As repotting season winds down here in San Francisco (yes, we’re ahead of the rest of the country due to warm winter temps) I’ve seen more than a few root aphids. They seem to mostly attack Japanese black pine in my yard, normally the younger trees that are growing vigorously with sacrifice branches.
As I mentioned in a previous post, they were feeding on pines in terra cotta containers more than those in colanders, which on the surface makes little sense since the colanders have so many holes for them to enter through.
Jonas Dupuich of Bonsai Tonight, and author of a great beginners book, has previously covered the topic of drenching the rootballs either while repotting, or during mid-season, using a variety of insecticides and generally seeing little phytotoxicity while also seeing some improvements in plant health to outward appearances.
While it seems that there is some debate online about whether these treatments work, I think the more interesting challenge is in realizing that root aphids are the problem, and also in being sure that it’s not instead arbuscular mycorrhiza. In my recent post, I noted that I did not find a combination of the two in my pots, only one or the other in 6 of the 8 test subjects (two had neither.)
Check for root aphids in between repottings
Scratching around on the surface of the soil may give you some idea; I regularly check the soil around the base of pines to ensure they are getting uniformly wet after watering. In the process I sometimes see arbuscular mycorrhiza, but I also sometimes see white dots or even the blue-tinged signs of root aphids.
Since young trees frequently grow roots right out of the bottom of the container, another option is to simply hoist the pot over your head to examine what is going on underneath. Or consider popping the tree right out of its container mid-season to take a look at things up close. I would not try this with a 20 year old bonsai but I would certainly not hesitate with a 5 year old tree, especially if the rootball is solid.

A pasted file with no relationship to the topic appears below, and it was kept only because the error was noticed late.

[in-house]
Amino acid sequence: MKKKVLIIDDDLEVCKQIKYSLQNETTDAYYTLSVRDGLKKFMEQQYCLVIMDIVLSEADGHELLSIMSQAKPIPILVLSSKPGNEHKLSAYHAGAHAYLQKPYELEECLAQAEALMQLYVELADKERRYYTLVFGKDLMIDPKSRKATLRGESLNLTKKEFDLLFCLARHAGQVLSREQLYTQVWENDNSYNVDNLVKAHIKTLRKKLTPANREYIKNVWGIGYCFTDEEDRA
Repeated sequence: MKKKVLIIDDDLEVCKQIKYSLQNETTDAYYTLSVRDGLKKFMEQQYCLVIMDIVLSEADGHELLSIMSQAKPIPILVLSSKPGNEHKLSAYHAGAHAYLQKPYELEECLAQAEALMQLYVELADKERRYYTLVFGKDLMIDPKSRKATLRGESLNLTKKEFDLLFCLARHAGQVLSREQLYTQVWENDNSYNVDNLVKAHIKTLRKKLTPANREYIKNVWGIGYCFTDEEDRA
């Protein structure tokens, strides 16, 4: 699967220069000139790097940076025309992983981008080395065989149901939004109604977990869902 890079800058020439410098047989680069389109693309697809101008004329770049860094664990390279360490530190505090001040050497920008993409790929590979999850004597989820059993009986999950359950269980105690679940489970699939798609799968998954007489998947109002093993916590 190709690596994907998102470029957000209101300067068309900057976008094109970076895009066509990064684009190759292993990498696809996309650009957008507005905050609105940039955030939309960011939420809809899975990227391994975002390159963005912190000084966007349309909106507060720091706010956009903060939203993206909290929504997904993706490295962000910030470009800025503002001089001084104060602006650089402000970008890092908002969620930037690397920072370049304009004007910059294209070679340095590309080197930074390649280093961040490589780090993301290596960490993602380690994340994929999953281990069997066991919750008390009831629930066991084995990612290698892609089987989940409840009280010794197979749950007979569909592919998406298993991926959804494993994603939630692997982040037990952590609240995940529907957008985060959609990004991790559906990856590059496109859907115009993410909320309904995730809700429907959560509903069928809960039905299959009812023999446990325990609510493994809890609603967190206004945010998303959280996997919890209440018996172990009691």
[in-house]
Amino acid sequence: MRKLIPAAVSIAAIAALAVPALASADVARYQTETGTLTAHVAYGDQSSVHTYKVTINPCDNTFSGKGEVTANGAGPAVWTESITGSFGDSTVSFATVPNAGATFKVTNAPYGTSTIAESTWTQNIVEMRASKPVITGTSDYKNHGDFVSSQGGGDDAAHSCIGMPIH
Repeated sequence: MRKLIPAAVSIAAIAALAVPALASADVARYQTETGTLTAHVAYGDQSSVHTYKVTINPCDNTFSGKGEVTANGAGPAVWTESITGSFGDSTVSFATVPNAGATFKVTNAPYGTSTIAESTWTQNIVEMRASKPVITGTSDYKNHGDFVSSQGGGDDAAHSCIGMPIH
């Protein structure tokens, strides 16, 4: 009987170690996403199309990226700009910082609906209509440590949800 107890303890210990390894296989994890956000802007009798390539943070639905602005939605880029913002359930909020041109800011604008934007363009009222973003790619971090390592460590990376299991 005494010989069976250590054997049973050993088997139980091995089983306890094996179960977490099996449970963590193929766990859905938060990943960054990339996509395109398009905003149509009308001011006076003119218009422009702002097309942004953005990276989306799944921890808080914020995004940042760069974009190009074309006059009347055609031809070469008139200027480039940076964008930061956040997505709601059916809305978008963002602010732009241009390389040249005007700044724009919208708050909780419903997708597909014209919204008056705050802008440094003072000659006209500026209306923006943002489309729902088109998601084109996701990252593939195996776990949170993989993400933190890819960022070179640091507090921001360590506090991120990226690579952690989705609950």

I’ve had some trouble distinguishing between root aphids and myco by sight so I recently picked up a 20X magnifying loupe with a light in it, and then as a bonus realized I could take photos through it with my iPhone.
Under 20x Magnfication, can you tell? Is it Myco or Aphids?
Treatment for Root Aphids
Once you’ve determined that you actually have root aphids, treatment is the next concern. Since these guys can easily crawl from one pot to another, be sure to treat all the trees in the vicinity. As Jonas noted, a drench using insecticide and ensuring all the soil is wet is likely the best method. Some systemic insecticides may not effectively diffuse through the vascular system of the tree from needles to roots, so you should not assume that doing a foliar spray will kill root aphids (90% moves to the leaves from the roots per the linked study).
I’m encouraged by some stories I’ve heard of beneficial nematodes and other biological treatments controlling these aphids. I found the article and product suggestions at Arbico Organics website to be particularly interesting. I plan to try treating with AzaMax since I already have some. And I learned only recently that this is an extract from Neem oil. It’s also sold under other names like AzaGuard, AzaSol.
Top: Root aphids on Japanese Black Pine. Bottom: arbuscular mycorrhiza. Both at 20x magnification
Have some experience treating root aphids on bonsai successfully? Leave a comment below!